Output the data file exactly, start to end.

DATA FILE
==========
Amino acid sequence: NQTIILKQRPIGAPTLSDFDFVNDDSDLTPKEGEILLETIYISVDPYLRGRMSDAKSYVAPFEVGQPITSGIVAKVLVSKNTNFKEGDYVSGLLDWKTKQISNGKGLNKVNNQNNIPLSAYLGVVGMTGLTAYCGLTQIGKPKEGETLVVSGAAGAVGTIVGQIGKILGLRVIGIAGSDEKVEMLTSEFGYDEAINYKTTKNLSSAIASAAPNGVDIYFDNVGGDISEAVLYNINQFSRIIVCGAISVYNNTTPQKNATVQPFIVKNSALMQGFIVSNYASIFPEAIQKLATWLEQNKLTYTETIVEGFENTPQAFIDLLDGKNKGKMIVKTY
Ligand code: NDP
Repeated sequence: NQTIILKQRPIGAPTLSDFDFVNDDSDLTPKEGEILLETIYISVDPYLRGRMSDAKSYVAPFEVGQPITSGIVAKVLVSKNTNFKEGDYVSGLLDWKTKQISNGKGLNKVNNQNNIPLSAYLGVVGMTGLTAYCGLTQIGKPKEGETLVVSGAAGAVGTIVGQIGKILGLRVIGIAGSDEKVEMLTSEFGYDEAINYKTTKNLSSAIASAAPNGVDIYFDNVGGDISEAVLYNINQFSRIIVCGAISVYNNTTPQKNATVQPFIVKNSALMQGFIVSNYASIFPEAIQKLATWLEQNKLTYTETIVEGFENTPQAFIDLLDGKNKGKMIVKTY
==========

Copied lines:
Amino acid sequence: NQTIILKQRPIGAPTLSDFDFVNDDSDLTPKEGEILLETIYISVDPYLRGRMSDAKSYVAPFEVGQPITSGIVAKVLVSKNTNFKEGDYVSGLLDWKTKQISNGKGLNKVNNQNNIPLSAYLGVVGMTGLTAYCGLTQIGKPKEGETLVVSGAAGAVGTIVGQIGKILGLRVIGIAGSDEKVEMLTSEFGYDEAINYKTTKNLSSAIASAAPNGVDIYFDNVGGDISEAVLYNINQFSRIIVCGAISVYNNTTPQKNATVQPFIVKNSALMQGFIVSNYASIFPEAIQKLATWLEQNKLTYTETIVEGFENTPQAFIDLLDGKNKGKMIVKTY
Ligand code: NDP
Repeated sequence: NQTIILKQRPIGAPTLSDFDFVNDDSDLTPKEGEILLETIYISVDPYLRGRMSDAKSYVAPFEVGQPITSGIVAKVLVSKNTNFKEGDYVSGLLDWKTKQISNGKGLNKVNNQNNIPLSAYLGVVGMTGLTAYCGLTQIGKPKEGETLVVSGAAGAVGTIVGQIGKILGLRVIGIAGSDEKVEMLTSEFGYDEAINYKTTKNLSSAIASAAPNGVDIYFDNVGGDISEAVLYNINQFSRIIVCGAISVYNNTTPQKNATVQPFIVKNSALMQGFIVSNYASIFPEAIQKLATWLEQNKLTYTETIVEGFENTPQAFIDLLDGKNKGKMIVKTY